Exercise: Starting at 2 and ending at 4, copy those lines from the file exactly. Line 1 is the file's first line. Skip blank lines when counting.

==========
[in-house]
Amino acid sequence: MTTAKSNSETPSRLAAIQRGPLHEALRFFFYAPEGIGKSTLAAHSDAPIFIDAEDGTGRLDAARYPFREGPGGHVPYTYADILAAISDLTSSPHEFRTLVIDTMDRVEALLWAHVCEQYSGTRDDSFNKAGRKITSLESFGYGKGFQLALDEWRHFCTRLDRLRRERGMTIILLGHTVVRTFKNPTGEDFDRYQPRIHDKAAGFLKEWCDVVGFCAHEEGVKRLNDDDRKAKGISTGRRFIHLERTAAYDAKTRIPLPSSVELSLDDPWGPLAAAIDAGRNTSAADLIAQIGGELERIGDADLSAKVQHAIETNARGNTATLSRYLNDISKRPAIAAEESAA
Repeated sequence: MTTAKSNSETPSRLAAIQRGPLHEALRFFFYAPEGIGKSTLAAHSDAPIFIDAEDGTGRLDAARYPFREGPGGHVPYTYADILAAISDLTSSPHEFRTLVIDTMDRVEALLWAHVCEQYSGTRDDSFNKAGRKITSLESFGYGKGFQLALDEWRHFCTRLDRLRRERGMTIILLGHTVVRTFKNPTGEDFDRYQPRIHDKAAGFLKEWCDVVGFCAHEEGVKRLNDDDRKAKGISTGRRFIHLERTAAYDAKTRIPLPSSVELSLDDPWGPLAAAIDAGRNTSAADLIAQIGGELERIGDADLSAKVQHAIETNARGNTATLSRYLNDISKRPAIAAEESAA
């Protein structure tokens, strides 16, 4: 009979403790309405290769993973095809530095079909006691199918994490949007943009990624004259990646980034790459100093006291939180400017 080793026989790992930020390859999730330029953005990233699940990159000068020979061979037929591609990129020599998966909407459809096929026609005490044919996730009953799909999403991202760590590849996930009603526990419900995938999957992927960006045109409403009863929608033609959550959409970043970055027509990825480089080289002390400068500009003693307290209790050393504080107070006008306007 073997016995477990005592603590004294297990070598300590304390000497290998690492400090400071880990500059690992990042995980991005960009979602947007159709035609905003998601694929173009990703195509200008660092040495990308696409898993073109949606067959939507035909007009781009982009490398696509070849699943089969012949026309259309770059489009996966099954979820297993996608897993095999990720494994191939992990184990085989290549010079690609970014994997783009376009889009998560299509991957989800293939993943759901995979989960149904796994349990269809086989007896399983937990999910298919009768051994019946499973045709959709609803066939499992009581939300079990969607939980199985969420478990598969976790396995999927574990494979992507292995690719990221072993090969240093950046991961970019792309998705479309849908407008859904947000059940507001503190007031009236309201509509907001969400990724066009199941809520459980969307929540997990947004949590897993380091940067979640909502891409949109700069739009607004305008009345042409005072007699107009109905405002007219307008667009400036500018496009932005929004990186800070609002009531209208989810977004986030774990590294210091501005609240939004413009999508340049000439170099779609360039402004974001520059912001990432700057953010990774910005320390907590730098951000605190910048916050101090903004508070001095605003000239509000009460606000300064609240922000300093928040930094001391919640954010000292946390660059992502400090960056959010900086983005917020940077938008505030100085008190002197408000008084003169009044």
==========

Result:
Amino acid sequence: MTTAKSNSETPSRLAAIQRGPLHEALRFFFYAPEGIGKSTLAAHSDAPIFIDAEDGTGRLDAARYPFREGPGGHVPYTYADILAAISDLTSSPHEFRTLVIDTMDRVEALLWAHVCEQYSGTRDDSFNKAGRKITSLESFGYGKGFQLALDEWRHFCTRLDRLRRERGMTIILLGHTVVRTFKNPTGEDFDRYQPRIHDKAAGFLKEWCDVVGFCAHEEGVKRLNDDDRKAKGISTGRRFIHLERTAAYDAKTRIPLPSSVELSLDDPWGPLAAAIDAGRNTSAADLIAQIGGELERIGDADLSAKVQHAIETNARGNTATLSRYLNDISKRPAIAAEESAA
Repeated sequence: MTTAKSNSETPSRLAAIQRGPLHEALRFFFYAPEGIGKSTLAAHSDAPIFIDAEDGTGRLDAARYPFREGPGGHVPYTYADILAAISDLTSSPHEFRTLVIDTMDRVEALLWAHVCEQYSGTRDDSFNKAGRKITSLESFGYGKGFQLALDEWRHFCTRLDRLRRERGMTIILLGHTVVRTFKNPTGEDFDRYQPRIHDKAAGFLKEWCDVVGFCAHEEGVKRLNDDDRKAKGISTGRRFIHLERTAAYDAKTRIPLPSSVELSLDDPWGPLAAAIDAGRNTSAADLIAQIGGELERIGDADLSAKVQHAIETNARGNTATLSRYLNDISKRPAIAAEESAA
């Protein structure tokens, strides 16, 4: 009979403790309405290769993973095809530095079909006691199918994490949007943009990624004259990646980034790459100093006291939180400017 080793026989790992930020390859999730330029953005990233699940990159000068020979061979037929591609990129020599998966909407459809096929026609005490044919996730009953799909999403991202760590590849996930009603526990419900995938999957992927960006045109409403009863929608033609959550959409970043970055027509990825480089080289002390400068500009003693307290209790050393504080107070006008306007 073997016995477990005592603590004294297990070598300590304390000497290998690492400090400071880990500059690992990042995980991005960009979602947007159709035609905003998601694929173009990703195509200008660092040495990308696409898993073109949606067959939507035909007009781009982009490398696509070849699943089969012949026309259309770059489009996966099954979820297993996608897993095999990720494994191939992990184990085989290549010079690609970014994997783009376009889009998560299509991957989800293939993943759901995979989960149904796994349990269809086989007896399983937990999910298919009768051994019946499973045709959709609803066939499992009581939300079990969607939980199985969420478990598969976790396995999927574990494979992507292995690719990221072993090969240093950046991961970019792309998705479309849908407008859904947000059940507001503190007031009236309201509509907001969400990724066009199941809520459980969307929540997990947004949590897993380091940067979640909502891409949109700069739009607004305008009345042409005072007699107009109905405002007219307008667009400036500018496009932005929004990186800070609002009531209208989810977004986030774990590294210091501005609240939004413009999508340049000439170099779609360039402004974001520059912001990432700057953010990774910005320390907590730098951000605190910048916050101090903004508070001095605003000239509000009460606000300064609240922000300093928040930094001391919640954010000292946390660059992502400090960056959010900086983005917020940077938008505030100085008190002197408000008084003169009044």